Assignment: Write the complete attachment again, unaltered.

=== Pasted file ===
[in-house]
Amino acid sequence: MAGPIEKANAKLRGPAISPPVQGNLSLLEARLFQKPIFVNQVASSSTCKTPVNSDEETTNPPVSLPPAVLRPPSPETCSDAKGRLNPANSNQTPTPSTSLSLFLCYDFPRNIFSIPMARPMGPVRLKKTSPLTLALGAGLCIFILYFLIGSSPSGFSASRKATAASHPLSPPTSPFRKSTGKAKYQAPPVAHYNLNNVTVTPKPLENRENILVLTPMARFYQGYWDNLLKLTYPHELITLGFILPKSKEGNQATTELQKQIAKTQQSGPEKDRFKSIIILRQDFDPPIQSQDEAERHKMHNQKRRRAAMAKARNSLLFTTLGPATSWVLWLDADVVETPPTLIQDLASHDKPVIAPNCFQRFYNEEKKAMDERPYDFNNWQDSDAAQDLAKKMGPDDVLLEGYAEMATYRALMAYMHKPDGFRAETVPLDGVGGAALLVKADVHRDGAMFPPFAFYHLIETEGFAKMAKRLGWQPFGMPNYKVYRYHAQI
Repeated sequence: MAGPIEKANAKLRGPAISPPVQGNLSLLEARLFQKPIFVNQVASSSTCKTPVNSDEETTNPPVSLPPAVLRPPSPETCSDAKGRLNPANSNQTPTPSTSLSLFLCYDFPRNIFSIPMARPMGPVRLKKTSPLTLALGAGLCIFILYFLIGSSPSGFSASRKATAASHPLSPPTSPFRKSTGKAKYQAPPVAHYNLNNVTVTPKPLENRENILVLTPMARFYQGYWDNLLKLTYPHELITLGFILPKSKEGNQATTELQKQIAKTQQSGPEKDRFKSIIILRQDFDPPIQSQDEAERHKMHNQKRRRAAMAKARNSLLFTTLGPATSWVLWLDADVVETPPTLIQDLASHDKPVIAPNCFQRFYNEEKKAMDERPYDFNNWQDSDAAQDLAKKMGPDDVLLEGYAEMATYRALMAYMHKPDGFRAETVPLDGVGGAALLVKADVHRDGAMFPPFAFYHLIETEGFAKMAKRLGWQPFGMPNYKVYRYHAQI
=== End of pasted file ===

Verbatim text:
[in-house]
Amino acid sequence: MAGPIEKANAKLRGPAISPPVQGNLSLLEARLFQKPIFVNQVASSSTCKTPVNSDEETTNPPVSLPPAVLRPPSPETCSDAKGRLNPANSNQTPTPSTSLSLFLCYDFPRNIFSIPMARPMGPVRLKKTSPLTLALGAGLCIFILYFLIGSSPSGFSASRKATAASHPLSPPTSPFRKSTGKAKYQAPPVAHYNLNNVTVTPKPLENRENILVLTPMARFYQGYWDNLLKLTYPHELITLGFILPKSKEGNQATTELQKQIAKTQQSGPEKDRFKSIIILRQDFDPPIQSQDEAERHKMHNQKRRRAAMAKARNSLLFTTLGPATSWVLWLDADVVETPPTLIQDLASHDKPVIAPNCFQRFYNEEKKAMDERPYDFNNWQDSDAAQDLAKKMGPDDVLLEGYAEMATYRALMAYMHKPDGFRAETVPLDGVGGAALLVKADVHRDGAMFPPFAFYHLIETEGFAKMAKRLGWQPFGMPNYKVYRYHAQI
Repeated sequence: MAGPIEKANAKLRGPAISPPVQGNLSLLEARLFQKPIFVNQVASSSTCKTPVNSDEETTNPPVSLPPAVLRPPSPETCSDAKGRLNPANSNQTPTPSTSLSLFLCYDFPRNIFSIPMARPMGPVRLKKTSPLTLALGAGLCIFILYFLIGSSPSGFSASRKATAASHPLSPPTSPFRKSTGKAKYQAPPVAHYNLNNVTVTPKPLENRENILVLTPMARFYQGYWDNLLKLTYPHELITLGFILPKSKEGNQATTELQKQIAKTQQSGPEKDRFKSIIILRQDFDPPIQSQDEAERHKMHNQKRRRAAMAKARNSLLFTTLGPATSWVLWLDADVVETPPTLIQDLASHDKPVIAPNCFQRFYNEEKKAMDERPYDFNNWQDSDAAQDLAKKMGPDDVLLEGYAEMATYRALMAYMHKPDGFRAETVPLDGVGGAALLVKADVHRDGAMFPPFAFYHLIETEGFAKMAKRLGWQPFGMPNYKVYRYHAQI